Strategies for Promoting Anti-racist Research in Medical Education (IDEAS) - June 21
Recorded On: 06/21/2022
- User - Free!
Whereas racist research historically has posed the question, “What is wrong with people?” anti-racist research asks, “What is wrong with policies and systems?” Framing research on race and racism around anti-racist questions leads to anti-racist narratives, effective policy solutions, and impactful programming that cuts to the root of racial inequality. All researchers can play important roles in shifting the culture of academic medicine to intentionally implement equitable and inclusive policies, set norms for acceptable workplace conduct, develop accurate anti-racist curricula, and provide equitable opportunities for mentorship and networking.
During this session, Dr. Dowin Boatright will discuss how the academic research agenda can be used to promote equity, inclusion, and anti-racism. Dr Boatright will highlight promising practices that leaders and researchers can employ to build an anti-racist research agenda in medical education as well as the benefits of this work.
- Discuss the need for, and benefits of, anti-racist research.
- Describe what an anti-racist research agenda looks like in medical education.
- Describe the importance of prioritizing anti-racist research in medical education.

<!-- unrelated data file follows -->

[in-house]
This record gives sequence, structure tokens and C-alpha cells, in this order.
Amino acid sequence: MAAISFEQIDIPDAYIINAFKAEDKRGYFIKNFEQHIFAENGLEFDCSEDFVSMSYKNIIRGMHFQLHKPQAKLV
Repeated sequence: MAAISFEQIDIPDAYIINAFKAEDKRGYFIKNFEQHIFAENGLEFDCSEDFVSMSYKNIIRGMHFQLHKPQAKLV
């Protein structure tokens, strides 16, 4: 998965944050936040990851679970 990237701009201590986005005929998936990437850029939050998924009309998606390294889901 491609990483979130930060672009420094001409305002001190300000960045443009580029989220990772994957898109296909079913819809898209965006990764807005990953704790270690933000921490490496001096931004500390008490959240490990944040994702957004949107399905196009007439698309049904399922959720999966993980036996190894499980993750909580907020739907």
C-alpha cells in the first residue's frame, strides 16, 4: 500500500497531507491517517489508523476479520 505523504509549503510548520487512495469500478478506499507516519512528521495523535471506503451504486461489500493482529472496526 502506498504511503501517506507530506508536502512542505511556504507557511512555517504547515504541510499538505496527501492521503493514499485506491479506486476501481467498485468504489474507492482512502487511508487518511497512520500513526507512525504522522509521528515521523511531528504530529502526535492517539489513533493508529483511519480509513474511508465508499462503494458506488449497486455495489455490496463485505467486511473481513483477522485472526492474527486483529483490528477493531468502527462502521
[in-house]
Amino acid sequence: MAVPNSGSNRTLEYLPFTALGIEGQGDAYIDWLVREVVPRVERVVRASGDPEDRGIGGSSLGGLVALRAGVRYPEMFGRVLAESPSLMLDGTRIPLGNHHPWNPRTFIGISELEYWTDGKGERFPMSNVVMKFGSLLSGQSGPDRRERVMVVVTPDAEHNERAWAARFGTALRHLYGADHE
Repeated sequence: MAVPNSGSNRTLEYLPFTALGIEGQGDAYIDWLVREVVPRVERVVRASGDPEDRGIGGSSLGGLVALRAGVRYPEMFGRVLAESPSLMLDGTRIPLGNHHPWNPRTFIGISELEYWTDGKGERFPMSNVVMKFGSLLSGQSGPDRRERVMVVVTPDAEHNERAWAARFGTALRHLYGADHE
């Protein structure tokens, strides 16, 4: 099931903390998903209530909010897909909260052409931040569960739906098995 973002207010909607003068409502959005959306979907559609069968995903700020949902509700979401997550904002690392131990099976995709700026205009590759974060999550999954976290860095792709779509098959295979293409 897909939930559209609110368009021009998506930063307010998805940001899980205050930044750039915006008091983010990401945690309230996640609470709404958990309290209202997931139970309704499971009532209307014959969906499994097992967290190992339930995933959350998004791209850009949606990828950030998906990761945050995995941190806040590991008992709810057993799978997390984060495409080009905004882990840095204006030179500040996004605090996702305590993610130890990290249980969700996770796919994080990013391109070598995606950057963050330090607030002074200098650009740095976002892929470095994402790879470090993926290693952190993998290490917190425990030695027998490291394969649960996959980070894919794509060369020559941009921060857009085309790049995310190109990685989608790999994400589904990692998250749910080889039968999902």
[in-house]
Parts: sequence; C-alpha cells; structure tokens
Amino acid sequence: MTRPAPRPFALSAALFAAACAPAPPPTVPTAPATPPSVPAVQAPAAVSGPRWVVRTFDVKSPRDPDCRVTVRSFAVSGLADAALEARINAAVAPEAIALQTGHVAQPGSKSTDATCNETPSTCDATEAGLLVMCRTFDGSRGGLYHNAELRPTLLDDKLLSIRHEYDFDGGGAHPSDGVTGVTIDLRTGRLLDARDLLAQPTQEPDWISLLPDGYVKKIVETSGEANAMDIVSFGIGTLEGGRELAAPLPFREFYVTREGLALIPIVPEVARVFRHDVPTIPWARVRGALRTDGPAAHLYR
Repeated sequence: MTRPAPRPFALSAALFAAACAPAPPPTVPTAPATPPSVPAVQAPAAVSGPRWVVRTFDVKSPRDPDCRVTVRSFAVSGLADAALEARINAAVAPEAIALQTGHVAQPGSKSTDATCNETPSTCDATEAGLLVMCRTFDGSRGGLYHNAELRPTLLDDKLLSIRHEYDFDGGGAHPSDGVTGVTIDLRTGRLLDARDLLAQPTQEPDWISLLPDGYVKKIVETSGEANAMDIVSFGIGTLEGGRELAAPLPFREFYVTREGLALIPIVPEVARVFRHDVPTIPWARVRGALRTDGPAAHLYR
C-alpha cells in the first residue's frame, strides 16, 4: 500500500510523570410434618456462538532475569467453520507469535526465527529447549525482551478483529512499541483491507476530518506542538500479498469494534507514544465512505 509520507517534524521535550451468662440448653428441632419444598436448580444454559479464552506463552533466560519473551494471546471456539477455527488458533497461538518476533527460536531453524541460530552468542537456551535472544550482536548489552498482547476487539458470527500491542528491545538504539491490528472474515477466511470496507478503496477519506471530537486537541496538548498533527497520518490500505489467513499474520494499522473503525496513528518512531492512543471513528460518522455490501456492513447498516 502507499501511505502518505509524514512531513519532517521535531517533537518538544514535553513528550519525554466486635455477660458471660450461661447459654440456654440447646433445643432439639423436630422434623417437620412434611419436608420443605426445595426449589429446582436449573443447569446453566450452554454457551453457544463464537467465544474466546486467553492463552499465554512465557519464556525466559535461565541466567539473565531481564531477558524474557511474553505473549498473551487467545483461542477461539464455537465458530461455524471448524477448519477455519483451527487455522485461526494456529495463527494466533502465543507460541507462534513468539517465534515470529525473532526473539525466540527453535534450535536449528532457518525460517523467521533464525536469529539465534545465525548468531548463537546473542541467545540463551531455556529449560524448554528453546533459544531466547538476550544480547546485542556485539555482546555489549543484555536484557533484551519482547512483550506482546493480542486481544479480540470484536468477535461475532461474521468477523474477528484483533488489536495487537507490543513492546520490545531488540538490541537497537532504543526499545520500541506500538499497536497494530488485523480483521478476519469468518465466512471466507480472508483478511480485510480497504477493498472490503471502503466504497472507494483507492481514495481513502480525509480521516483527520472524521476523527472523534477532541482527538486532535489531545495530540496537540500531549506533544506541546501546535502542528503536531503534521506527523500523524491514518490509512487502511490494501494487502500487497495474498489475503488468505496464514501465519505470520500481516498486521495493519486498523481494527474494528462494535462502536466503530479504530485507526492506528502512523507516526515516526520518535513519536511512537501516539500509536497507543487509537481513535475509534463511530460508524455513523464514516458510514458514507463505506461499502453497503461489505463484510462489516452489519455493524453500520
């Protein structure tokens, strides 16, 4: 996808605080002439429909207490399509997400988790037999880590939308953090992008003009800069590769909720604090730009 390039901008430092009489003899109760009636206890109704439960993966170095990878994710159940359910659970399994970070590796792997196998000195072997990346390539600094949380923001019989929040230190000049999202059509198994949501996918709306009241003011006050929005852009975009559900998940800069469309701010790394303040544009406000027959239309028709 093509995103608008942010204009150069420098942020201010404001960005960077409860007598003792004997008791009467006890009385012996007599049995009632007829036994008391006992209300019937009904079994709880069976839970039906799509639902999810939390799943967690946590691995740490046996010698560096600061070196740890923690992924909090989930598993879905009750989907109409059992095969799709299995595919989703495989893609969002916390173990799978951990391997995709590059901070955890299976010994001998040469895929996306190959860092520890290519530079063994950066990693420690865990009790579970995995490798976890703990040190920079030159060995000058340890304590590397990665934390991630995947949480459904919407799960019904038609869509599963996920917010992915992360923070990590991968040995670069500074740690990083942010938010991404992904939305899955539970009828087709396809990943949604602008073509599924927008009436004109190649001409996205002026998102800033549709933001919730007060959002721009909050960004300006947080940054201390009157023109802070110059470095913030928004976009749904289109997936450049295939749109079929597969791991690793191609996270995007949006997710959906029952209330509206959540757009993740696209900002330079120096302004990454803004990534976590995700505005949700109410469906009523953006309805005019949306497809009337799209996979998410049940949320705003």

- Describe how anti-racist research can positively impact academic medicine.
The AAMC IDEAS (Inclusion Diversity, Equity, Antiracism) Webinar series provides actionable information about DEI strategies that you can put into practice to become a more effective and successful leader, educator, and member of the academic medicine community.
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Dowin Boatright MD, MBA, MHS
Assistant Professor of Emergency Medicine
Dr. Boatright is a graduate of Morehouse College, Rice University (MBA), and Baylor College of Medicine. He completed his residency in Emergency Medicine at Denver Health/University of Colorado where he also served as Chief Resident and among many honors received the Denver Health Program Director’s Award in 2015. After residency, Dr. Boatright began fellowship as a Robert Wood Johnson Foundation Clinical Scholar at the Yale School of Medicine. Following fellowship training, Dr. Boatright joined faculty at Yale in the Department of Emergency Medicine. Dr. Boatright's research interests include diversity in the healthcare workforce and bias and discrimination in medical education. His work has been funded by the National Institute on Minority Health and Health Disparities and by the National Institute of General Medical Sciences. Among his publications is a recent paper which examined medical student mistreatment by student sex, race/ethnicity, and sexual orientation (JAMA Intern Med. 2020;180(5):653-665. doi:10.1001/jamainternmed.2020.0030).